NJ expands stimulus fund for immigrants who were in U.S. illegally
New Jersey is extending and expanding a program to pay stimulus money to immigrants who did not qualify for other stimulus programs or unemployment benefits because they were not in the country legally.
The New Jersey Department of Human Services announced the state was putting another $10 million into the Excluded New Jerseyans Fund (ENJF) and will continue taking applications for aid into 2022. The money is coming from federal stimulus that has been stowed in the Coronavirus State Fiscal Recovery Fund.
At the same time, DHS offered a reminder that the total benefits per individual and per family have increased.
Eligible individuals can receive $2,000, to a maximum of $4,000 per family.
To be eligible, applicants must demonstrate:
- Exclusion from both federal stimulus checks and COVID related unemployment assistance
- Household COVID Impact
- Household income that is at or below $55,000
- Residency, Identity, Age
The state originally funded the ENJF with $40 million dollars, which was a fraction of the $1 billion immigrant rights advocates had been demanding.
The issue of providing aid to immigrants without legal status was a contentious issue during budget negotiations. Members of the Latino Legislative Caucus tried to include over $900 million in aid for unauthorized immigrants in the budget, but the effort did not have the support of Gov. Phil Murphy or legislative leaders.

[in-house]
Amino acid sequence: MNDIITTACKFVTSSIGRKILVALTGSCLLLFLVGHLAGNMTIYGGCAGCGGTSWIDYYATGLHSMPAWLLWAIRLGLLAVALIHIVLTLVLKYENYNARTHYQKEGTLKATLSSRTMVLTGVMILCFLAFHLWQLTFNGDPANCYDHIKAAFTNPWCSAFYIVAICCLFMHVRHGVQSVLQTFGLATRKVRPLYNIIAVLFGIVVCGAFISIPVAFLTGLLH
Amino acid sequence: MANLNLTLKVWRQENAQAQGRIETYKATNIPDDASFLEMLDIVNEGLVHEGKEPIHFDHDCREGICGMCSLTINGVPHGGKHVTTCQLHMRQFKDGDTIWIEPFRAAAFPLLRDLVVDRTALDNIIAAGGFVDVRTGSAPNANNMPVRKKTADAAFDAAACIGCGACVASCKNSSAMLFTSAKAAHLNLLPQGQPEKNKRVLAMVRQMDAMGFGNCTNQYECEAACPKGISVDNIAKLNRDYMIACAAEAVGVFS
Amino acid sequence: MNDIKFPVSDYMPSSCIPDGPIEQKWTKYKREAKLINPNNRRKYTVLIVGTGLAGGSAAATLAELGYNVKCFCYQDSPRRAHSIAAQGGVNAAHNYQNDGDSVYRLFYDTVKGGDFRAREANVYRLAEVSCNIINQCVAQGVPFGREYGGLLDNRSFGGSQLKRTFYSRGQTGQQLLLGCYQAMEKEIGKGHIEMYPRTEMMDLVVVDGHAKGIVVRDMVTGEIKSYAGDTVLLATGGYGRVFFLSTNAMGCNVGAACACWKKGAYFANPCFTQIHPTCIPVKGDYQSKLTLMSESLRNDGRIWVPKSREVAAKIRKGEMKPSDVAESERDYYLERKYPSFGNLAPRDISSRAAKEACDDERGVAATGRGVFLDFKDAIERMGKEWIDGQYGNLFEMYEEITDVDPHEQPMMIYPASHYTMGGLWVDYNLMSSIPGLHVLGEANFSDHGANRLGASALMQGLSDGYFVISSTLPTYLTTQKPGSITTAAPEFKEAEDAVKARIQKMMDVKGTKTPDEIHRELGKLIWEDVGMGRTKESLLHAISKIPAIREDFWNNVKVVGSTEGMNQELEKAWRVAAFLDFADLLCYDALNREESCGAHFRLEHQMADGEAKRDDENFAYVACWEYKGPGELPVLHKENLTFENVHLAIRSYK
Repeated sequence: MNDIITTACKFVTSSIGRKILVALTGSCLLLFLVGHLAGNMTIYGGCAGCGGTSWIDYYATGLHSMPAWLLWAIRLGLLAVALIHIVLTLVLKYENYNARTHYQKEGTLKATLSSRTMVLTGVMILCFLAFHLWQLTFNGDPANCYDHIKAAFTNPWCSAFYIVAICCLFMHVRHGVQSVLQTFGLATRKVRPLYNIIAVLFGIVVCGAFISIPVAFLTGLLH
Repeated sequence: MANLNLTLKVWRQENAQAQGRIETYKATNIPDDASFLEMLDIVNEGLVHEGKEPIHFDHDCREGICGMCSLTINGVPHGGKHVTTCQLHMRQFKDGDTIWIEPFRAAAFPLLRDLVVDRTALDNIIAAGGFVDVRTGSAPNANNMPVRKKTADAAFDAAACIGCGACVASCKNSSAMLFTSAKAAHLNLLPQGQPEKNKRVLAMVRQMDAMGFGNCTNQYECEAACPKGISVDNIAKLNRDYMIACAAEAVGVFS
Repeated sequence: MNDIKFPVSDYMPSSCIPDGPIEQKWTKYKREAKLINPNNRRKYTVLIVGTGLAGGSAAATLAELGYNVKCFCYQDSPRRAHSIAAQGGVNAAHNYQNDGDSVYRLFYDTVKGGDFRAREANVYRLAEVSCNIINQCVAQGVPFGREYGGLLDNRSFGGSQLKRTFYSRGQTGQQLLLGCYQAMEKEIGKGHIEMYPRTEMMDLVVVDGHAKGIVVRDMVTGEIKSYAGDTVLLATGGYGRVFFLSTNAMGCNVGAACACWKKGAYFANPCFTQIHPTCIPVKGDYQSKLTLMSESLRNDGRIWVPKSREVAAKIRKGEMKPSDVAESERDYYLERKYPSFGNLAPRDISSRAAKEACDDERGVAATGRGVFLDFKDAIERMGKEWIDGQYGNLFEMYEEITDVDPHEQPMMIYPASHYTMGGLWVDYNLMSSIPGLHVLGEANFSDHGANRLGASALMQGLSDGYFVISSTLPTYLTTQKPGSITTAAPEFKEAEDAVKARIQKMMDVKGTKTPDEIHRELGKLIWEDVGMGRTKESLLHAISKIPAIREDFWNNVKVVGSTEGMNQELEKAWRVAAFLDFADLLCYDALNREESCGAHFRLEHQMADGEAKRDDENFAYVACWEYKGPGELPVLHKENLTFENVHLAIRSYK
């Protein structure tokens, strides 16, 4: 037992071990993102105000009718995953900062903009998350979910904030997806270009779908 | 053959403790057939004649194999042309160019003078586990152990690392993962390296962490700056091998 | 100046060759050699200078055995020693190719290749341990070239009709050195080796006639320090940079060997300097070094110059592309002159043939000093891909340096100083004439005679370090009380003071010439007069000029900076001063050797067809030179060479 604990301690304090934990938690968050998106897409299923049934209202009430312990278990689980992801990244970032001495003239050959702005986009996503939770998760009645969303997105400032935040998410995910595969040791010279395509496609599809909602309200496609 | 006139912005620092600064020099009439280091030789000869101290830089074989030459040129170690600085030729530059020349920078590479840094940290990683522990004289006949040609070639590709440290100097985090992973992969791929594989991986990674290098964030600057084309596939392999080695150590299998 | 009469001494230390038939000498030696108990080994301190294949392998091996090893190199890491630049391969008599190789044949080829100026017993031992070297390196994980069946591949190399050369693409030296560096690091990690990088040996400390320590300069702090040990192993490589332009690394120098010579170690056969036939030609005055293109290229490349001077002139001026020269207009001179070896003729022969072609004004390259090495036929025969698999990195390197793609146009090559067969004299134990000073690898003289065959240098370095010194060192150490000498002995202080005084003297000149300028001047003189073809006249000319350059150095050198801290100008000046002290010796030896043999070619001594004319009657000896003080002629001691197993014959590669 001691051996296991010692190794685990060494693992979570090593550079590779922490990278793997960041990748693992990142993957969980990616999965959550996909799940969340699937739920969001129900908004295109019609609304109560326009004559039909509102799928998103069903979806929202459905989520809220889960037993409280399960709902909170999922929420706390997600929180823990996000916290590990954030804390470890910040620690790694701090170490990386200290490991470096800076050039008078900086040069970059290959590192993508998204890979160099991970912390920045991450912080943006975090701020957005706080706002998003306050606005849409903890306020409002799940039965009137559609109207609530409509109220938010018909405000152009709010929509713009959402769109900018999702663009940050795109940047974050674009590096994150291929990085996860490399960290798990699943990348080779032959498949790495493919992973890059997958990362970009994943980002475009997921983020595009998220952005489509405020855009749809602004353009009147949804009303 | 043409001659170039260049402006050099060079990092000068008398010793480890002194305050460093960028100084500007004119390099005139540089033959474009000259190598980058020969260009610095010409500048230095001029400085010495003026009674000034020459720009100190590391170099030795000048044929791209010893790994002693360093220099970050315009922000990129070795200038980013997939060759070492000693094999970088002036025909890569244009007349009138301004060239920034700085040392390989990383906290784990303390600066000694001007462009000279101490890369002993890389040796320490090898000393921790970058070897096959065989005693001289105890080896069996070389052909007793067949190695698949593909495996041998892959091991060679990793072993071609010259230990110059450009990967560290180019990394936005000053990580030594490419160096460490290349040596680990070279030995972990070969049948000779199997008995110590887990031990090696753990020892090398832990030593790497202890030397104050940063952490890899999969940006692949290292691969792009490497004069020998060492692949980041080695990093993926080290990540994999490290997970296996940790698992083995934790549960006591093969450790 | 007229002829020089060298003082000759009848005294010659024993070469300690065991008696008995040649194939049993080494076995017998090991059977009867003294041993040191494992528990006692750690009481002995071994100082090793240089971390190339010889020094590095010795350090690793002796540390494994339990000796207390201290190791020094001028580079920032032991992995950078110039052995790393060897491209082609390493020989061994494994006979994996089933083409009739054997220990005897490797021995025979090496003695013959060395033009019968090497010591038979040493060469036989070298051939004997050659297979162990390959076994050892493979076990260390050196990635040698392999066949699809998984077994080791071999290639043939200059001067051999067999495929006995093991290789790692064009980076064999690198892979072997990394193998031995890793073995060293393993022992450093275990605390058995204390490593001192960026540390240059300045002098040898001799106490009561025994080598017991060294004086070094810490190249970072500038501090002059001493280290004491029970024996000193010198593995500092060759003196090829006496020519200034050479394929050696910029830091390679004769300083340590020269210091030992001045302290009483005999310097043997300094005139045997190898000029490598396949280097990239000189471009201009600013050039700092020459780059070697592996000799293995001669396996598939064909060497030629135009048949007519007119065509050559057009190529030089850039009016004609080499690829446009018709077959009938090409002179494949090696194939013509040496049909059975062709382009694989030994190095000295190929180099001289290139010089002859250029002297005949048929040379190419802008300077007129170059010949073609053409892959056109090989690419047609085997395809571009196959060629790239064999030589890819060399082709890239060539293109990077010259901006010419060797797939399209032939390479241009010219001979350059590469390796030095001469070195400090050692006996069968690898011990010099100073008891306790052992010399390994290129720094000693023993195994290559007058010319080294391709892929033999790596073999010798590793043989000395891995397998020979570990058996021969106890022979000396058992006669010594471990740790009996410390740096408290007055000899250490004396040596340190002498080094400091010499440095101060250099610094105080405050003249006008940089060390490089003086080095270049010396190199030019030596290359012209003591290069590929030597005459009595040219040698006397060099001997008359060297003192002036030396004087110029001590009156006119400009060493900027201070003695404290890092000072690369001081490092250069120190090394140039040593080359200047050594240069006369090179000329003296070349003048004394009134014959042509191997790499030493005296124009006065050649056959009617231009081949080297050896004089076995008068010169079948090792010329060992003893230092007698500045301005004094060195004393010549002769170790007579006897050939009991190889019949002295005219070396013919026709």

According to the group Make the Road New Jersey, 10.7 million immigrants were not eligible for federal stimulus and could not file unemployment claims because of their status and/or the lack of a Social Security number.
While immigrant rights groups welcome the expansion of the program, they claim the state has made it too difficult for undocumented families to prove eligibility.
The state launched a web portal in October to begin taking applications, but advocates say the site has been plagued by technical problems and is difficult to navigate for individuals who are not computer literate or may not be able to read or write.
Office of New American Director Johanna Calle said in a statement, “There are many ways to demonstrate eligibility and applicants are only required to provide one document per category. Those unable to provide a required document could still be eligible and should still apply for the Fund.”
The state is currently reviewing over 8,000 applications and has already approved 1,500 individuals and families for the stimulus payments, according to the Asbury Park Press.